His central character is a priest who is a good guy. He is horrified by the unfolding crisis. The story goes back and forward in time, very effectively, covering Odran Yates's childhood, adolescence, early priesthood and his career. Although he seems to be content as a priest, that has been his good luck; it is clear how many men of his generation, including him (those joining the church in the 1960s) were subject to a degree of pressure in "discovering" their vocation, and the damage that did when the vocation was to a life of celibacy combined with a position of isolated power.
As the story emerges, he realises the opportunities he could have taken to see what was going on, but also the degree of institutional corruption and misogyny that meant that people weren't heard when they did speak up.
He also shows, through the eyes of this one priest, how opportunities were lost to modernise and open up.
It felt like John Boyne was meant to write this book. There's a quiet dignity in this where there could have been drama. It's very readable, very involving.
(If a thread exists on this, I can't find it, but that happens to me a lot!)
I finished this book this morning and have thought about it on and off throughout today. I have read a number of books by John Boyne, some better than others, but have found them all easy to read. His most famous book is The Boy In The Striped Pyjamas which has been made into a film but which I have not yet read. He has a quiet unobtrusive writing style which gives all his books an easy flow to them. There is no unneeded language to get past to follow the story and I found this a good story.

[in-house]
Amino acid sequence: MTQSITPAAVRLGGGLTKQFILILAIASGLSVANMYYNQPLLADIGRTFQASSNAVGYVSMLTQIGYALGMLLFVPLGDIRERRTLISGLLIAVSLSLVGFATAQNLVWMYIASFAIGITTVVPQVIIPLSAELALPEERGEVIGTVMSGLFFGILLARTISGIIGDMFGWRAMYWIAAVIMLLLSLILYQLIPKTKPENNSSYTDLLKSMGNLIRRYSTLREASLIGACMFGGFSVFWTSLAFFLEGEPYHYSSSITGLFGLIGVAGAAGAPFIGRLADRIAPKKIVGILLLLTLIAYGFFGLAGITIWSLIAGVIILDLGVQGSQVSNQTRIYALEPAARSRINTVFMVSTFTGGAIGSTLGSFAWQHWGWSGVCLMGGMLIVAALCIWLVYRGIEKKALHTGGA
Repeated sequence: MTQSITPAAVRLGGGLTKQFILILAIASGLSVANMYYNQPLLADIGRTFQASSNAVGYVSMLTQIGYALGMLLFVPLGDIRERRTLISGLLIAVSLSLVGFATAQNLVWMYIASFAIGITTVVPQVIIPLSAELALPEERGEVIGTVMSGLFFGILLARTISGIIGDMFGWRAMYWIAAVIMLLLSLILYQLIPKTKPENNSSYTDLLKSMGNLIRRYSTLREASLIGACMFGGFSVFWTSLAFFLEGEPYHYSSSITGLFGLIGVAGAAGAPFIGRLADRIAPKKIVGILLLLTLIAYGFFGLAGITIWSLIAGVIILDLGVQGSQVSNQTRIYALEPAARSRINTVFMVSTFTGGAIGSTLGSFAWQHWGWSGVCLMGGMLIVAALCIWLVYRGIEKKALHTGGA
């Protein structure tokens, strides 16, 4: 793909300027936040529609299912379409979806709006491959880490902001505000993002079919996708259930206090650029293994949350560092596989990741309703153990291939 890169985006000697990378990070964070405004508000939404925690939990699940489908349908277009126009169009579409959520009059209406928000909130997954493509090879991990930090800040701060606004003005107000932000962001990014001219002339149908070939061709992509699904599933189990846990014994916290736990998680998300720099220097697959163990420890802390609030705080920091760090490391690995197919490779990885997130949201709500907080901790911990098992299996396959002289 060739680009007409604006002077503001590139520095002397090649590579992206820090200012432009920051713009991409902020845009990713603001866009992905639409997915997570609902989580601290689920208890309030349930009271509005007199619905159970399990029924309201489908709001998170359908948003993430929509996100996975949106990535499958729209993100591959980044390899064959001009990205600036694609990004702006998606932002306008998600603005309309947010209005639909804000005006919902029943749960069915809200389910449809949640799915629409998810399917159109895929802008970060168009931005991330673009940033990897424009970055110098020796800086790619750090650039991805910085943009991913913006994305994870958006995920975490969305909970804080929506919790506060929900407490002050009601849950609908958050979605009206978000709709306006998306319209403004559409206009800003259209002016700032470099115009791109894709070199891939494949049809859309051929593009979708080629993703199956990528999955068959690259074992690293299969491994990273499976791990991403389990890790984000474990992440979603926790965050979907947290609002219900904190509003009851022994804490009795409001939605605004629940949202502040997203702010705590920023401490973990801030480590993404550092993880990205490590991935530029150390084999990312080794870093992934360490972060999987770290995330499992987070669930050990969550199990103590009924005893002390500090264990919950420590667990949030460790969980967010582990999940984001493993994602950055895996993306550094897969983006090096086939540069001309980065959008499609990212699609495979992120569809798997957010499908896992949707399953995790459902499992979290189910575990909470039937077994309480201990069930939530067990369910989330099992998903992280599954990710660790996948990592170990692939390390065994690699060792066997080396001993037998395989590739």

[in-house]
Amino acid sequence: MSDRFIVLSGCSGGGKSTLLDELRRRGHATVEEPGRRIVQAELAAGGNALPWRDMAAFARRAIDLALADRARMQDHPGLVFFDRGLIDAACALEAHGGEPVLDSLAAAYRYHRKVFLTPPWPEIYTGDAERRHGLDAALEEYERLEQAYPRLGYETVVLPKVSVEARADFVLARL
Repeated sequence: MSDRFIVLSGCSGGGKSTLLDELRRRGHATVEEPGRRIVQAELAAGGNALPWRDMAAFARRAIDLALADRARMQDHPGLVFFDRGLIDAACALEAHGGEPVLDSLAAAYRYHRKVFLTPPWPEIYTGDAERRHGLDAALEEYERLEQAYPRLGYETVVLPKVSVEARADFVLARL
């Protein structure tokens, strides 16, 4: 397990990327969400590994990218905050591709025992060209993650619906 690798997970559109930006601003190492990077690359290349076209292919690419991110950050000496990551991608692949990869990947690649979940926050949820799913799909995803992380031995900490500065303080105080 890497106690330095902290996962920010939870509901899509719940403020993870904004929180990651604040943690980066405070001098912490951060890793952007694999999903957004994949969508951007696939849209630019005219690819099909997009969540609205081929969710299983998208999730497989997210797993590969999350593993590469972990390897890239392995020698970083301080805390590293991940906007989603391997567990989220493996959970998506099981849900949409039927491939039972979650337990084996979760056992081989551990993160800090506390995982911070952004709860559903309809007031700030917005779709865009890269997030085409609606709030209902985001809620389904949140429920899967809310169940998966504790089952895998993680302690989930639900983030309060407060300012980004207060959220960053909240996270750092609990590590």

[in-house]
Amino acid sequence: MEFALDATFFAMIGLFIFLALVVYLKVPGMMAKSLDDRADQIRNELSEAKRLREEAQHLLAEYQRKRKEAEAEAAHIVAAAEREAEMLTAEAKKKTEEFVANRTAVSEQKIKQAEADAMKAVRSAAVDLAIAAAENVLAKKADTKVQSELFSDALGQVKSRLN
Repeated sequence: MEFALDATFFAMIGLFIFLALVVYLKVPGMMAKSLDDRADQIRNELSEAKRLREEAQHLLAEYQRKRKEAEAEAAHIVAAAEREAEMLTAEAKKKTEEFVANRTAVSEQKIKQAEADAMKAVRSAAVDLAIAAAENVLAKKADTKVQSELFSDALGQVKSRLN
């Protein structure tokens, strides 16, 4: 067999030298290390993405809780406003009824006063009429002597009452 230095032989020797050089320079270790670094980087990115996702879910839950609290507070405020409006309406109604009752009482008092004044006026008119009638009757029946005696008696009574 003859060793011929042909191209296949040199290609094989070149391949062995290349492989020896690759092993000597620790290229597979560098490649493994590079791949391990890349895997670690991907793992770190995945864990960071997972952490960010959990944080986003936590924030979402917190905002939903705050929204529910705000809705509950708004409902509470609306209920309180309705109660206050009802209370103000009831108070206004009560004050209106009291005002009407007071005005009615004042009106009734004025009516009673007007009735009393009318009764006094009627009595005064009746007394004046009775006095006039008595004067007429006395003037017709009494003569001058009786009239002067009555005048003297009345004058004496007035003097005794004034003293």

It is based mainly during the first world war although parts of the story are told from a period just after the war and at the very end many years afterwards. The story concerns the friendship of two privates, Will Bancroft and Tristan Sadler, who train together at Aldershot and then serve together in France. As can be imagined it is not an easy novel to read although it is in many ways a surprising one. I have read many books set in this period but never one with quite this slant. It explores the meanings of courage and cowardice in a bit of a different way to books of this type as well as love and sexuality. I have found it yo be a really worth while read. One I would recommend.
I am about half way through this book and am finding it very easy reading. This is the second John Boyne book I have read, The House of Special Purpose being the first, although he is best known for his young adult book The Boy in the Striped Pyjamas which I have not read. Like other of his books Next of Kin sets personal stories against a backdrop of an important historical event. The House of Special Purpose was set in Russia during the first world war while this novel is set in 1930s London in which the affair of Edward VIII and Mrs Simpson is beginning to cause concern.